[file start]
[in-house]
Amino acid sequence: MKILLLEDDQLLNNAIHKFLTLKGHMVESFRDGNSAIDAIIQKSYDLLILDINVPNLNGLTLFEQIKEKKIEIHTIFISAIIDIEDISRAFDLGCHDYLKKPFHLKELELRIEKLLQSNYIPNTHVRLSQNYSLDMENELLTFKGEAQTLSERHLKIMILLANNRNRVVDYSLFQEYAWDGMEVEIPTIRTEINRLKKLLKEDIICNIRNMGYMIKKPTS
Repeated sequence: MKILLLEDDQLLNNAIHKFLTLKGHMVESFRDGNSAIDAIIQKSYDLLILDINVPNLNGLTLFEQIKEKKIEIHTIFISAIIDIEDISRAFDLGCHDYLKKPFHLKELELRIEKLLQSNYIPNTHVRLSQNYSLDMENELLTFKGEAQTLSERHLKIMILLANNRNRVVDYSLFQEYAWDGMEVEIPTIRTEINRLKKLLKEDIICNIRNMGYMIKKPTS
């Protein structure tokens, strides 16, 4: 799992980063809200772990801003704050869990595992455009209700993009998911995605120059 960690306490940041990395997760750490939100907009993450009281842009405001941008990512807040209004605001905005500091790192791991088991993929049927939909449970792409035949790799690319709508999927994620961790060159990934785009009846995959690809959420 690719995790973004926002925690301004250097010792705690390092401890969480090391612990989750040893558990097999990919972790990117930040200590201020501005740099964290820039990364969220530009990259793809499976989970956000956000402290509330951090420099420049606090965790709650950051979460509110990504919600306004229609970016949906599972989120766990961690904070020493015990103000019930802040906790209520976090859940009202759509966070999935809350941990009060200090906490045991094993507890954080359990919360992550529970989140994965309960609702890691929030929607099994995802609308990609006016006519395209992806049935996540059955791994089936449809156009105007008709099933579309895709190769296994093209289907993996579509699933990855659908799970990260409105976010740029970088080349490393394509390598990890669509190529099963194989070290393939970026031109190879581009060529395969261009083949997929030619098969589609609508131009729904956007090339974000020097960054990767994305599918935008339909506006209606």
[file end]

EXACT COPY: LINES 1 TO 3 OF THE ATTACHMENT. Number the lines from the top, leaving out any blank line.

[in-house]
Amino acid sequence: MKILLLEDDQLLNNAIHKFLTLKGHMVESFRDGNSAIDAIIQKSYDLLILDINVPNLNGLTLFEQIKEKKIEIHTIFISAIIDIEDISRAFDLGCHDYLKKPFHLKELELRIEKLLQSNYIPNTHVRLSQNYSLDMENELLTFKGEAQTLSERHLKIMILLANNRNRVVDYSLFQEYAWDGMEVEIPTIRTEINRLKKLLKEDIICNIRNMGYMIKKPTS
Repeated sequence: MKILLLEDDQLLNNAIHKFLTLKGHMVESFRDGNSAIDAIIQKSYDLLILDINVPNLNGLTLFEQIKEKKIEIHTIFISAIIDIEDISRAFDLGCHDYLKKPFHLKELELRIEKLLQSNYIPNTHVRLSQNYSLDMENELLTFKGEAQTLSERHLKIMILLANNRNRVVDYSLFQEYAWDGMEVEIPTIRTEINRLKKLLKEDIICNIRNMGYMIKKPTS